Churchyard Nature Note with Andrew TompsettMay 2016
Churchyard Wildlife Records
The protracted spring is now moving along faster as the daylength increases and the temperature gradually rises. Kate Williams, one of our Thursday volunteers, has been keeping a note of different birds and plants as they appear week by week. This shows the gradual increase in activity and blooms: we expect an explosion of colour once May comes in. The record so far is shown in the following table.
|Date||No. of bird species seen||No. of plant in flower|
One of the more interesting and uncommon plants is the Green Alkanet Pentaglottis sempervirens which blooms early with pretty blue Forget-me-not-like flowers. Preferring a shady site, it may be seen on two graves near the place where the major pathways cross. We would be pleased to see it in other areas too. Other related plants, not in the churchyard are a shade-loving garden plant is Brunnera ‘Jack Frost’, similar to the green alkanet with early blue flowers but with white veined leaves which stand out for the rest of the year. Another relative, Comfrey, is not ornamental, but makes strong growth which is useful for compost making and as such it is best grown in a corner where it cannot smother other more attractive plants.
The bird list this spring includes the Green Woodpecker which has been active in the churchyard recently. This is a fairly large handsome bird with yellowish-green body and crimson head- crest. The green woodpecker announces its presence by a loud laughing call which has led to the local name of ‘the yaffle’. This call is quite loud and travels well, especially it is thought when rain is expected, giving rise to another local name – ’rain maker’. The bird is attracted to undisturbed ground because its main diet is ants and our numerous ancient anthills are an obvious attraction, so it is worth looking out for this lovely bird as you approach the War Graves area. Look for its characteristic swift undulating flight as it flies away.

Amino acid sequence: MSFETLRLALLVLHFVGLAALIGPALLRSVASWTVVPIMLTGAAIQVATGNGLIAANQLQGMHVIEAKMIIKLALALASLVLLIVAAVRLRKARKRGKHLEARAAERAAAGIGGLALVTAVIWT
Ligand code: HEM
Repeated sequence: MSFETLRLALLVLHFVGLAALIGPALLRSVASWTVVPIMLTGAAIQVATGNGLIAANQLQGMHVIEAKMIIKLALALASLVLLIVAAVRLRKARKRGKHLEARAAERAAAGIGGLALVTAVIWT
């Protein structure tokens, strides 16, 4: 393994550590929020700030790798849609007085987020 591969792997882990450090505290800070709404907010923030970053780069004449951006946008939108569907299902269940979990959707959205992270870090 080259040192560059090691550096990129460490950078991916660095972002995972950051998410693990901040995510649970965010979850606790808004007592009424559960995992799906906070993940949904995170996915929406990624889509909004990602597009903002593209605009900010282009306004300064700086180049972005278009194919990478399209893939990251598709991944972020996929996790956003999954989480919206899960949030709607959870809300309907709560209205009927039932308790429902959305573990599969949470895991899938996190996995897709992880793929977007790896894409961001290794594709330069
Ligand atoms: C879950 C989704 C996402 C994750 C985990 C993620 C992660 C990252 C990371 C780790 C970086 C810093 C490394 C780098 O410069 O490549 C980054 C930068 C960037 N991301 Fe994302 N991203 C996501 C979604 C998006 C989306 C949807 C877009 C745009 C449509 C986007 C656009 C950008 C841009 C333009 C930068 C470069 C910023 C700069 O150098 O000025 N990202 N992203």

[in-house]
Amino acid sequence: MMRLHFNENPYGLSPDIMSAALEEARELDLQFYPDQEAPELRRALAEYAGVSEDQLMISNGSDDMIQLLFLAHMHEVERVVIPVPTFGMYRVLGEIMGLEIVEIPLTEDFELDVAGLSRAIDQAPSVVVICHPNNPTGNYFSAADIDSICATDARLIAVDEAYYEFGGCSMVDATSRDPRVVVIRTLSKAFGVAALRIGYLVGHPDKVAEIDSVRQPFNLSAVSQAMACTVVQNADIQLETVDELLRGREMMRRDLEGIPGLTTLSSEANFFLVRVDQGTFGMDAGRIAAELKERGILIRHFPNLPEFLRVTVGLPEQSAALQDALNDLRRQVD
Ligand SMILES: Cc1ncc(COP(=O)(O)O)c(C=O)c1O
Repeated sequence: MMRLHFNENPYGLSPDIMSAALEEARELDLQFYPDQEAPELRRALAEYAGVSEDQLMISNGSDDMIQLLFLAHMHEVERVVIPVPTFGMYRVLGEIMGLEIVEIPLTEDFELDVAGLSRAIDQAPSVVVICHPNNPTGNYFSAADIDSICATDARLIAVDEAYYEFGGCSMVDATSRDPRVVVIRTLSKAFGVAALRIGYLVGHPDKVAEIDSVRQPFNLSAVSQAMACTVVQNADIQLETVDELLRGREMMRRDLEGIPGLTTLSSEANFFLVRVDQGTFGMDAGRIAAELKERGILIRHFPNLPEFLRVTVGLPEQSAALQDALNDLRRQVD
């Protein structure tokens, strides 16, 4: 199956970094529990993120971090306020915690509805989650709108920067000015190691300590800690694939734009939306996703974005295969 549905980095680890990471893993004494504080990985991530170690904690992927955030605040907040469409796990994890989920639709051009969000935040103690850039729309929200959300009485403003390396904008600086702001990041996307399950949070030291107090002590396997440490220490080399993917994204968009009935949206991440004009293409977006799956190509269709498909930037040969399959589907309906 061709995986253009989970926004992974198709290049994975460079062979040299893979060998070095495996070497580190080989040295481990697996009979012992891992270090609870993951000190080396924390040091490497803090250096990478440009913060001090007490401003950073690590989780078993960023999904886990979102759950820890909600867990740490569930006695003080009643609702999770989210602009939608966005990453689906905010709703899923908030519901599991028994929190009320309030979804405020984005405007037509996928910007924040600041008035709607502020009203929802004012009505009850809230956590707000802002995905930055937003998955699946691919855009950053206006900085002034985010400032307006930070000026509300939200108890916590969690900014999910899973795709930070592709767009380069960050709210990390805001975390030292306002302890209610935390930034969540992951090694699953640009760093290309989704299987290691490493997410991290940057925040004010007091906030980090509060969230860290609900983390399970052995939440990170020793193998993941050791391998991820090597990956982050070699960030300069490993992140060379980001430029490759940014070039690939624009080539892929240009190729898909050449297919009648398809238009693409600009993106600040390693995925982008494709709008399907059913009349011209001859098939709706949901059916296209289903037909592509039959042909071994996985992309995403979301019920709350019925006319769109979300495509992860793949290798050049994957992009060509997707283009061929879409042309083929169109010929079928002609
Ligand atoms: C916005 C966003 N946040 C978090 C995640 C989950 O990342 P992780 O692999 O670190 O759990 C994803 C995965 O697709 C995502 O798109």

Our other, fairly common woodpecker, the Great Spotted Woodpecker (smaller than the Green and mainly black and white in plumage) is seldom seen near the ground but frequents bird tables and trees, especially rotten or hollow ones, where it feeds on insects in the wood and makes the familiar drumming sound to announce its presence to others. Both species, Green and Great Spotted, excavate holes in trees where their nest is made and often also damage telegraph and electric poles. A large pole in our garden had suffered from the attention of woodpeckers and had to be replaced recently!
Andrew Tompsett April 2016
Tree removals – two large trees have become unstable and will be removed as soon the weather permits.
Wall Repairs – The partially collapsed and unsafe section of the North boundary wall opposite the school has been repaired whilst the school children were on holiday. We offer our thanks, both to the RZT contractors and for financial assistance received from the Illogan Parish Council and the owners of the adjacent property.
Daffodil donations – The church family was grateful for the Richards family’s donation of daffodils for the Mothering Sunday posies and also for the beautiful Easter blooms from Mark van der Vliet.